India needs fourth pillar of economic governance: Regulatory Reforms

Economic Times, August 29, 2021

By Vijay L Kelkar and Pradeep S. Mehta,

India’s economic governance rests on four principal pillars: legislative, executive, judiciary and regulatory agencies. A fourth pillar is needed: reforms of regulatory agencies.

India now has enough experience regarding the workings, and less than-satisfactory effectiveness, of our regulatory institutions due to badly drafted laws and regulations, level of human capital, selection of top functionaries, absence of legislative oversight and degree of independence vis-à-vis the administrative ministries. Fortunately, there are successful examples that offer valuable pointers towards the reforms required. Legislative oversight and interaction will provide safeguards against the gross interference of administrative ministries.

The recent brouhaha over the Electricity (Amendment) Bill of having selection committees for state electricity regulators dominated by central government members is an example of this malaise. It’s proposed that there is no bias in selecting the best possible persons, and this arrangement was thought of considering that most state regulators have been unsuccessful in arresting the alarming financial rot in the electricity sector.

But before the creation of ‘independent’ regulators, a government department was the regulator. However, one of the needs for such ‘arm’s length’ regulators came about with liberalisation in 1991, offering a level playing field to private sector players. Thus, many service sectors, such as telecom, broadcasting, insurance, petroleum and natural gas, airports, ports and electricity saw the arrival of independent regulators.

Additionally, independent market regulators like the Competition Commission of India (CCI) were created, while Sebi already existed. The problem was that the subject ministries were responsible to administer them, and, thus, the regulators were hardly independent. After all, even in the civil services, attempts are being made to bring in good professionals as lateral entrants. So why limit the selection in regulators to retired bureaucrats and judges? Some have done excellent work as regulators. But they are an exception.

To attract good professionals from the market, candidates will need to feel that they are truly empowered to function, rather than be dictated by ministries. Good lawyers, for instance, do join the bench at a considerable loss of income, but are compensated by the prestige and independence of the judiciary.

For these reasons, legal amendments will be required in all regulatory laws where several limiting conditions will need to be scrapped. First, the power of the administrative ministry to issue policy directives without any checks. Second, the qualification criterion of regulators to have been a secretary-level officer of the government. Of course, the criterion does allow non-government professionals with requisite experience to apply and be selected. But the practice has been to only look at retired civil servants.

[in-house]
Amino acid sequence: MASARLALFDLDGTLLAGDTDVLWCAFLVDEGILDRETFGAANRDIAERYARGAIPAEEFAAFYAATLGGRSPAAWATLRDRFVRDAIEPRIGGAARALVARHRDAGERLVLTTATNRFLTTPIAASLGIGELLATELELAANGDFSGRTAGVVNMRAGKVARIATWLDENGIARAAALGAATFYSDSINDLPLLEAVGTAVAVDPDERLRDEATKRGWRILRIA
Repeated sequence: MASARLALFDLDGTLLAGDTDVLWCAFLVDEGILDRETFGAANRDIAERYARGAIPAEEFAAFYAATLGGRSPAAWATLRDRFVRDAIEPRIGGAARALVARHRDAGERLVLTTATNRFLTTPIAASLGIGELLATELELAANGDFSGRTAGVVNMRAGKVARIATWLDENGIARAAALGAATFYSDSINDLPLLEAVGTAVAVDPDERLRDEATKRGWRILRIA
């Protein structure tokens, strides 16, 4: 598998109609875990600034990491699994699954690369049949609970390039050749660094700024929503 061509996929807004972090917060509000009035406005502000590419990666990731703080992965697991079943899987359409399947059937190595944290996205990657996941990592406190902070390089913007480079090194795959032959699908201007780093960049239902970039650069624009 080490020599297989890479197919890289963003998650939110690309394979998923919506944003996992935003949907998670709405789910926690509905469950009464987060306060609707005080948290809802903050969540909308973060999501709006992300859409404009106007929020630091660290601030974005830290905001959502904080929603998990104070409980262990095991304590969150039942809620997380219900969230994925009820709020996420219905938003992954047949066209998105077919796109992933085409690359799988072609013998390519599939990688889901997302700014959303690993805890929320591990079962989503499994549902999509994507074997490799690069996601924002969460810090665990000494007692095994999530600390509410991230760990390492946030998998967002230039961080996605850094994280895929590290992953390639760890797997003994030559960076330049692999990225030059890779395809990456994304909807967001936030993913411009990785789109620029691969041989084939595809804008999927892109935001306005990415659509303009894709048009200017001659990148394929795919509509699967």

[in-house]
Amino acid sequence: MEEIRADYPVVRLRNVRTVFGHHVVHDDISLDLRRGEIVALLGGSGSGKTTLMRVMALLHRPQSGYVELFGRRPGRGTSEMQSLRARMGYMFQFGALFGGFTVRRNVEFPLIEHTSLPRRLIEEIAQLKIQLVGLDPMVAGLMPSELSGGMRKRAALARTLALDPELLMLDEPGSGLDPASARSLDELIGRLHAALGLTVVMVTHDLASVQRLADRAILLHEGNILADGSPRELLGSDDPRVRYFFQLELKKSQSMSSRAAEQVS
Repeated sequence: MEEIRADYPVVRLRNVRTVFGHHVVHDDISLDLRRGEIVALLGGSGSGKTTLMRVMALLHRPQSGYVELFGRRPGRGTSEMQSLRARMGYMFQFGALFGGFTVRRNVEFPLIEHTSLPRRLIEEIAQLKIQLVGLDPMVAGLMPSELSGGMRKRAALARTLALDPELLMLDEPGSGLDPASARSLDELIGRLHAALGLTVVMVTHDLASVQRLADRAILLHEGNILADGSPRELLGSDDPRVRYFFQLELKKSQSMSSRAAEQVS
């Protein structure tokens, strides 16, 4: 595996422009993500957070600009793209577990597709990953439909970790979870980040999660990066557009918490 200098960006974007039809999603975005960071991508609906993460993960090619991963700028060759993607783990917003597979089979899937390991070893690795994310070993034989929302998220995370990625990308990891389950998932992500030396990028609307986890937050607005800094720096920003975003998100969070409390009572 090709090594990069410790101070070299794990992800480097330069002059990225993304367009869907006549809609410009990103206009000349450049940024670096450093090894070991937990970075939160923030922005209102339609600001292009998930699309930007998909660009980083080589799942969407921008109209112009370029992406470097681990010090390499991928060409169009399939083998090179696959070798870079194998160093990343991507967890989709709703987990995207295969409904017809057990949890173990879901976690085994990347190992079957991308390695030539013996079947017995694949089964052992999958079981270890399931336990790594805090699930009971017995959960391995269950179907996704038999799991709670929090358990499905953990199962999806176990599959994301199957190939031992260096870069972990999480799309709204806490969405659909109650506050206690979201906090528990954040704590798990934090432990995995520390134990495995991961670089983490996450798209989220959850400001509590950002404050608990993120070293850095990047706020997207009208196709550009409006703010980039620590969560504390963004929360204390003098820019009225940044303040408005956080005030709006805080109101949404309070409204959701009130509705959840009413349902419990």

Some more reforms need to be conducted regarding how GoI functions, in addition to being in command of the sector regulator. For example, in the telephone sector, the department of telecommunications decides the policies, regulates the players through the Telecom Authority of India (Trai), and also operates businesses like Bharat Sanchar Nigam Ltd (BSNL) and Mahanagar Telephone Nigam Ltd (MTNL). It was quite a pot pourri, and GoI treated Trai’s recommendations as merely advisory. The adjusted gross revenue (AGR) dispute, which has caused a huge disruption in telecom, was one of the startling examples of failure of the system.

The transport sector does not have independent regulators yet. For railways, an independent regulatory authority was proposed several times, but never materialised. Now that private sector passenger trains will be running, it’s time to establish such a regulator. There is an ‘independent’ Commission of Railway Safety. But it reports to the civil aviation ministry, not railways, respecting the arm’s length principle and, thereby, remaining quite independent.

India could adopt the US system, where the selectees will need to appear before the subject legislative committees for confirmation. This will help everyone. Also, like judicial system funding, the regulators must get their funding on a charge basis from the consolidated fund of India without any control by the administrative ministry. After all, all laws are creatures of the legislature.

Vijay L Kelkar Former chairman, Finance Commission &
Pradeep S Mehta, The writer is secretary general, CUTS (Consumer Unity and Trust Society), a global public policy research and advocacy group.


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